In what has been a gut punch for millions of cash-strapped Americans, the latest consumer price index (CPI) was found to have surged 8.5 percent year-over-year, hitting the fastest inflation rate since December 1981, according to Labor Department data.
In addition, consumer prices jumped 1.2 percent in the one-month period from February, which was the biggest month-to-month increase since 2005.
However, according to Fox Business, “the reading elicited some hope among economists that inflation may have peaked: that's because the largest driver of higher inflation last month was higher energy costs—a reflection of the Russian war in Ukraine, which sent gas prices in the U.S. to the highest since 2008.”
Robert Frick, a corporate economist at the Navy Federal Credit Union, is one of those experts who believes that “inflation likely peaked in March,” adding that gas and food prices “could stabilize in the next few months.”
“But high inflation will be with us at least through the summer because increases in other prices, especially shelter and services, will be sticky,” he continued.
Others, however, are more skeptical. During Tesla’s first-quarter earnings call on Wednesday, CEO Elon Musk admitted that he believes that inflation is worse than what has been reported and will likely continue to last throughout 2022.
“I think the official numbers actually understate the true magnitude of inflation. And inflation appears to be likely to continue for at least the remainder of this year,” Musk claimed per CNBC, adding that in some cases, Tesla’s suppliers are demanding 20 percent to 30 percent cost increases for parts from 2021 to 2022.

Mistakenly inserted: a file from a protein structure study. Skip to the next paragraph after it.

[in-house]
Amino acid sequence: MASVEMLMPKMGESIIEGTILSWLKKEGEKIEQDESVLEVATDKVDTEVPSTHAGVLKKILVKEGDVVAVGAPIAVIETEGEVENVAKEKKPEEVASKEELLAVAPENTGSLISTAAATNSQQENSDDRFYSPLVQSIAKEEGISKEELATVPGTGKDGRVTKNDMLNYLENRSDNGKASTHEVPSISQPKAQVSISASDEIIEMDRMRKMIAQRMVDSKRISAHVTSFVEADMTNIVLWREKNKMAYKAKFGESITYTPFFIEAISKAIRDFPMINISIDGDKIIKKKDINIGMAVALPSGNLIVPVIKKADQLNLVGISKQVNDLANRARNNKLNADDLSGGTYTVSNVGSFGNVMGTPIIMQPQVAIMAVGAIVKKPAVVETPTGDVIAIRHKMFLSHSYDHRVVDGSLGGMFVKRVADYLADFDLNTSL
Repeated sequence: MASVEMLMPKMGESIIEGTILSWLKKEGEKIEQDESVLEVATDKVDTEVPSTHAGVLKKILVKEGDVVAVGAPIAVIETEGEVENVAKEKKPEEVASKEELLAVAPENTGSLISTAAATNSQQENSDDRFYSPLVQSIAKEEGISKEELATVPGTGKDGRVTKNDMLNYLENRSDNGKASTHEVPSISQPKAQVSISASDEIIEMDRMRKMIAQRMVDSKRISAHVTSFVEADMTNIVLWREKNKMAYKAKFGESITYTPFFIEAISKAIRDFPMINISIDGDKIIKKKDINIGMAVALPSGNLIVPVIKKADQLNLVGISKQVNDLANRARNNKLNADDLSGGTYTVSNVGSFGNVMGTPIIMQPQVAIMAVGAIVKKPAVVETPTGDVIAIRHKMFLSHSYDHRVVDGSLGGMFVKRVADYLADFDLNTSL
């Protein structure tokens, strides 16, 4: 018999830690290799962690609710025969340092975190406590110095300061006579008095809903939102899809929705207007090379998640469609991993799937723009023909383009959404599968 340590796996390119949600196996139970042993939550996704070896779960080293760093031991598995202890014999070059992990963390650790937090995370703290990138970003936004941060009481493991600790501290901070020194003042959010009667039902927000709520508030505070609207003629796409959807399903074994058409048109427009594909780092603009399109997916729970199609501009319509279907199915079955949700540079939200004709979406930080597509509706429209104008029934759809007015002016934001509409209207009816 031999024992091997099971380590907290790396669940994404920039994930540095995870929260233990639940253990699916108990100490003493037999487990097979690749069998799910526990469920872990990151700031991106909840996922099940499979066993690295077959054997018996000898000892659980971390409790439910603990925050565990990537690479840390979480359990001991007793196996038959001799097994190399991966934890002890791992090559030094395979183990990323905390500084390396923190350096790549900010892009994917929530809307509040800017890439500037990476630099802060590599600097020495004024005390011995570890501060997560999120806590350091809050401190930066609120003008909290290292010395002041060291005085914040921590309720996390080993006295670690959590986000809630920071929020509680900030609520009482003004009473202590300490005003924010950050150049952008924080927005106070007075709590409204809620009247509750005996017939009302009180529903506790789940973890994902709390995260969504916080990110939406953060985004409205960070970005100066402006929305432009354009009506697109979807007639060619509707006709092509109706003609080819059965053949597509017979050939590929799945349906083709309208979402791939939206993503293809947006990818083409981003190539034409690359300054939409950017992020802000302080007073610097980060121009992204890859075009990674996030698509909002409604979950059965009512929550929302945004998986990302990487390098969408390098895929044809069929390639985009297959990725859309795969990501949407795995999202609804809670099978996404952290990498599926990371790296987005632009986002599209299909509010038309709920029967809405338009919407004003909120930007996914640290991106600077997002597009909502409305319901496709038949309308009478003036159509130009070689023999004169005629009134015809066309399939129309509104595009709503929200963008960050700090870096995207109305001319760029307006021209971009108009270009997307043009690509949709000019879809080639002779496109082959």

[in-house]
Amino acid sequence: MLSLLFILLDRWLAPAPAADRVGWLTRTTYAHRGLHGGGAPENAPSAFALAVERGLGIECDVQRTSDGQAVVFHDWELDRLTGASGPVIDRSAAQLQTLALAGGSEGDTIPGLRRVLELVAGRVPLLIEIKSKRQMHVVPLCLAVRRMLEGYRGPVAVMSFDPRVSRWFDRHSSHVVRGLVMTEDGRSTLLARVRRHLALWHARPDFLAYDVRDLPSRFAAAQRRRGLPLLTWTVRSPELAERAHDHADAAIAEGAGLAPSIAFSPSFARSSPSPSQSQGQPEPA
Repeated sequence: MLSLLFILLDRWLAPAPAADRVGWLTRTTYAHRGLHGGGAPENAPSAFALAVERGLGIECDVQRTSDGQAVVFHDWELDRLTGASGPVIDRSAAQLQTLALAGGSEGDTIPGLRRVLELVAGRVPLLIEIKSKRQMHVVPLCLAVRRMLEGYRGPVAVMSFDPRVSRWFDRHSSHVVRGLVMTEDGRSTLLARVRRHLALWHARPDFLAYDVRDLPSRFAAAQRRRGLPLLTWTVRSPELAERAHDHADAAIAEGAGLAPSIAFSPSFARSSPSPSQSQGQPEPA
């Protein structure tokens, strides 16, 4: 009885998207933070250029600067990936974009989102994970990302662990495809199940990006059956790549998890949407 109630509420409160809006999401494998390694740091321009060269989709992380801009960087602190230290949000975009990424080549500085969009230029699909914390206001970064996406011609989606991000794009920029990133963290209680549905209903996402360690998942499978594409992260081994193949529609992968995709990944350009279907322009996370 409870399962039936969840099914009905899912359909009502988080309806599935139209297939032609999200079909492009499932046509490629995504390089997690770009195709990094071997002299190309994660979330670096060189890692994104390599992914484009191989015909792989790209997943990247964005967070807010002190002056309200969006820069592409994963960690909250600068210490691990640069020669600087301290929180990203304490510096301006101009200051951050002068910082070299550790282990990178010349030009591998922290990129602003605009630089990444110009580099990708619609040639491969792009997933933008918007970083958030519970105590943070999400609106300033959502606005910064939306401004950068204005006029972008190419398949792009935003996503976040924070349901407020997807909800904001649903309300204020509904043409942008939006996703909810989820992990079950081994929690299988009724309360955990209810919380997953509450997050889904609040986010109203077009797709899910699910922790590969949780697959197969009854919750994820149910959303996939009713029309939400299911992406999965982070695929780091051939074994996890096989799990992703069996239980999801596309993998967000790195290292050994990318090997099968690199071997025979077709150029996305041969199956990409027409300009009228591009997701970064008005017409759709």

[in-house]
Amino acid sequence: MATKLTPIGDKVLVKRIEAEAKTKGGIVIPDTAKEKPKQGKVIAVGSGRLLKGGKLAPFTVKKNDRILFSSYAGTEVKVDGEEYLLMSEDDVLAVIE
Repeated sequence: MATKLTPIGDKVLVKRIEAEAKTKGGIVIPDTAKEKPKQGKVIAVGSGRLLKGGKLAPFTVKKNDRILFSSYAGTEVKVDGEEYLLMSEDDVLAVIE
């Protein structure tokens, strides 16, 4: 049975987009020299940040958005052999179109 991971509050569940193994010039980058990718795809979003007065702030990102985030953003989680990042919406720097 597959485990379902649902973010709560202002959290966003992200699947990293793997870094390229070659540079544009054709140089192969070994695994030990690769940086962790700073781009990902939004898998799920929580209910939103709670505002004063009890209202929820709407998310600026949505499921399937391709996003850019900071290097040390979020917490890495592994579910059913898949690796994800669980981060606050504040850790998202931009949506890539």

“What’s keeping costs down at least in the short term is that we have locked in contracts with suppliers. Those modular contracts will obviously run out, and then we’ll start to see potentially significant cost increases,” he continued.
In an effort to temper inflationary pressures going forward, St. Louis Federal Reserve Bank president James Bullard earlier this week once again repeated his case for increasing interest rates to 3.5 percent by the end of the year.
“What we need to do right now is get expeditiously to neutral and then go from there,” he said during a virtual event held by the Council on Foreign Relations, per Reuters.
“I also think there is something to be said for front-end loading any accommodation one thinks is appropriate. … I would say 50 basis points will be on the table for the May meeting,” he continued.
According to the CME Group’s FedWatch Tool, expectations for a 50-basis-point rate hike in May have climbed to 97.6 percent.
Ethen Kim Lieser is a Washington state-based Finance and Tech Editor who has held posts at Google, The Korea Herald, Lincoln Journal Star, AsianWeek, and Arirang TV. Follow or contact him on LinkedIn.